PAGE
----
For example, while it might sound like there have been a lot of adverse drug reaction reports for the DTaP vaccine, with 179,447 reports in VigiAccess, since those are worldwide reports since 1968, it is likely among many billions of doses of vaccines being given.
Most importantly though, as with VAERS, “The reports in VigiBase result from suspicions of a relationship between a drug and a reaction. No causal relation has been confirmed.”
So how do you put the numbers from VigiBase and VigiAccess in context?
If you consider that reports and safety signals from VigiBase, VigiMatch, VigiRank, and other tools used by the Uppsala Monitoring Centre continue to find that vaccines are safe, then to put the DTaP numbers in context, they help us know that vaccines are being well monitored for safety.
And since we know that these diseases haven’t disappeared, any further context, if you need it, would be that since vaccines are safe and necessary, then you should get yourself and your family vaccinated and protected.
Kawasaki disease is rare and there is a good chance that you have never even heard of it, even though the first case was diagnosed in 1961.
Kids with this condition are typically irritable and can develop high fever, swollen glands in their neck, red eyes, red, cracked lips, red, swollen hands and feet, and a rash.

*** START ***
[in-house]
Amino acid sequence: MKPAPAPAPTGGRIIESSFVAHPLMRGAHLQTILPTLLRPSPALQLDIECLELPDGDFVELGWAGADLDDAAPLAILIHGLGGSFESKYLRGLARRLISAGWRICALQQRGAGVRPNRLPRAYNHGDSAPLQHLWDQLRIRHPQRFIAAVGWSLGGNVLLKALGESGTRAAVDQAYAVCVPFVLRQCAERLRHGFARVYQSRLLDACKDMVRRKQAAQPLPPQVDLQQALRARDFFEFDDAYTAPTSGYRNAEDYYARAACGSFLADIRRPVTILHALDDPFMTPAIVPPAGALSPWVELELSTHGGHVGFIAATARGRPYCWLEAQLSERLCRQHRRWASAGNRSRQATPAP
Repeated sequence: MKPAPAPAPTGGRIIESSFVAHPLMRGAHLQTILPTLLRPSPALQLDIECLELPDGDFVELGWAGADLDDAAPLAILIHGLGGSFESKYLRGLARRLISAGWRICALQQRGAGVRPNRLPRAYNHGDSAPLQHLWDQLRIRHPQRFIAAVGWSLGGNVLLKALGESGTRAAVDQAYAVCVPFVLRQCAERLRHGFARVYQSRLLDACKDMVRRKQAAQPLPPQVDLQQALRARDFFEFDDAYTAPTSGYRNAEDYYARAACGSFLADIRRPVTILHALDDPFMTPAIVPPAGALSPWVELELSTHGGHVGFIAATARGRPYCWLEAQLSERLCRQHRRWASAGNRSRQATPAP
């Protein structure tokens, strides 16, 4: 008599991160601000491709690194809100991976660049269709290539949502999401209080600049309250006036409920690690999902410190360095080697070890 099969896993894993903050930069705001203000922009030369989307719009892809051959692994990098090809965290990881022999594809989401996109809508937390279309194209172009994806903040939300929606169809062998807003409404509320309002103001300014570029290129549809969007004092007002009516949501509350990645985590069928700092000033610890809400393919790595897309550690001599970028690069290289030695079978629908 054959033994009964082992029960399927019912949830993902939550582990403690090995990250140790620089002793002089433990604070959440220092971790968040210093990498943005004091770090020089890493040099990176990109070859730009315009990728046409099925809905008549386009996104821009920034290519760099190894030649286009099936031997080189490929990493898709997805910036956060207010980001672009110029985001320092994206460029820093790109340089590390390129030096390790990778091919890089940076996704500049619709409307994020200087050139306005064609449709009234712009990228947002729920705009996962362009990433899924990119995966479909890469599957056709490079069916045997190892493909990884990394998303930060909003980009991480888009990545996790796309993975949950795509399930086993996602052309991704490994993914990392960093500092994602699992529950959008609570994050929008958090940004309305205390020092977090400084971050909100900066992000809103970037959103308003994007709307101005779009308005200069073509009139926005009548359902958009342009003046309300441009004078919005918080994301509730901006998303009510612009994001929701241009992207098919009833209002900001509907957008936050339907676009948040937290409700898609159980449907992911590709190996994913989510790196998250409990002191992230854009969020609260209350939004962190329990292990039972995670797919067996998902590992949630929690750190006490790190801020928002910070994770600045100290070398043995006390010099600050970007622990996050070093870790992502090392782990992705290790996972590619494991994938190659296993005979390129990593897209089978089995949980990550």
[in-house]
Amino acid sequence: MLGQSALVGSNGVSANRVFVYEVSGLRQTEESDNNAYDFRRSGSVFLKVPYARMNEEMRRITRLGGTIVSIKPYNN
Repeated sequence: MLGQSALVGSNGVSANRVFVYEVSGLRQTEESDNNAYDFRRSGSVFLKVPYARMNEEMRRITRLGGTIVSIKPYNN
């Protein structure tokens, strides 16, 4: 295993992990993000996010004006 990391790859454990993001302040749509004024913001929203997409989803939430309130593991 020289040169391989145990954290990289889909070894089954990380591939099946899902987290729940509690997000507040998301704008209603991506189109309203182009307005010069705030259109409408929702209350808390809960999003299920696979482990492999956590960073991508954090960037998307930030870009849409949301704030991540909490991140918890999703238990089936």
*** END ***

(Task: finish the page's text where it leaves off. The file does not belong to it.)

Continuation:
If you have heard of it, there is a good chance it is because anti-vaccine folks are using Kawasaki disease to scare you away from vaccinating and protecting your kids. Lately, talk about Kawasaki disease and the meningococcal B vaccines have been going around.
What Causes Kawasaki Disease?
Kawasaki disease is a type of vasculitis.
Kids who develop Kawasaki disease, who are typically under age 5 years, develop inflammation of their blood vessels, which leads to many of the symptoms and complications we see.
What causes this inflammation?
“Evidence suggests that Kawasaki disease may be linked to a yet-to-be identified infectious agent, such as a virus or bacteria. However, despite intense research, no bacteria, virus, or toxin has been identified as a cause of the disease.”
AAP on Kawasaki disease
We don’t know.
Can Vaccines Cause Kawasaki Disease?
Because the cause of Kawasaki disease is unknown, that leads some folks to think that it could be vaccines.
That vaccine clinical trial data sometimes finds a higher, although not statistically significant risk for Kawasaki disease, gets some of those folks thinking about it even more, except they don’t seem to think about the fact that the risk is never statistically significant.
But aren’t there case reports of kids getting Kawasaki disease after getting a hepatitis A, yellow fever, hepatitis B, or flu vaccine?
Yes, but getting a case report published about one patient who you think got Kawasaki disease soon after getting a vaccine isn’t strong evidence that it wasn’t a coincidence.
“Childhood vaccinations’ studied did not increase the risk of Kawasaki disease; conversely, vaccination was associated with a transient decrease in Kawasaki disease incidence. Verifying and understanding this potential protective effect could yield clues to the underlying etiology of Kawasaki disease.”
Abrams et al. on Childhood vaccines and Kawasaki disease, Vaccine Safety Datalink, 1996-2006.
And not surprisingly, several studies have shown that there isn’t any extra risk for Kawasaki disease after routine vaccines.